2. Time.

Recovery does not happen over-night. It took you a while to get to where you are so it will take a while to get back. The storage of weight in your stomach may be there for now, but if you keep pushing through and keep on nourishing yourself, that weight will move. For some this process may take a month, for others it may take five. Just know that if a pair of jeans that you used to be able to fit into, pre ED, fit again, just know in a few months they may be loose again. Because at this time, the weight is all in your stomach therefore old clothes may fit again. However, when the weight spreads out, your stomach will resume normality again.

Just please don’t stop here. As they say, good things take time.

3. Use affirmations

· With every meal I get closer to recovery

· With every meal I get closer to my body before ED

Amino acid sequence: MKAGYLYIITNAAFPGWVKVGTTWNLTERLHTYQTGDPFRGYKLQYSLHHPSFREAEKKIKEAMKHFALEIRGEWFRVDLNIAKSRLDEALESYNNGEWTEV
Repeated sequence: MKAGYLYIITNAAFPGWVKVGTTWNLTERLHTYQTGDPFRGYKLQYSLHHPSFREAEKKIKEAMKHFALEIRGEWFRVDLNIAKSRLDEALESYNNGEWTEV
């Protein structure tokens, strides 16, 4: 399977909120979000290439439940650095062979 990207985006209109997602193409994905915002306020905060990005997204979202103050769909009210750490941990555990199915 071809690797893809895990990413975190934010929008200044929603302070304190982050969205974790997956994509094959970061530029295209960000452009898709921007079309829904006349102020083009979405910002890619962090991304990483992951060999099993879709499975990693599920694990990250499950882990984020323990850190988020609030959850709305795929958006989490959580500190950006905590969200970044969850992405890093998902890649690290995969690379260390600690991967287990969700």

· With every meal I get closer to having a drink with my friends.

· I don’t need by eating disorder to be good enough.

· My body knows what it is doing, it will recover how it should.

· I am MORE than my body.

Write these around your mirror. Write them on your fridge door. Write them on your head. You need to keep on affirming these to yourself that your body is doing what it should. Even if you are not happy with it now, soon you will be. You will get to a point where you feel happy with yourself again. Your body just needs to go through this stage to make sure that your vital organs are protected.

4. Get a new wardrobe.

For me, this is the hardest part of recovery. I love fashion, always have. But during this bloat stage, I feel uncomfortable in everything I wear. All I want to wear are tracksuit bottoms and my dressing gown because I can’t ‘feel myself’.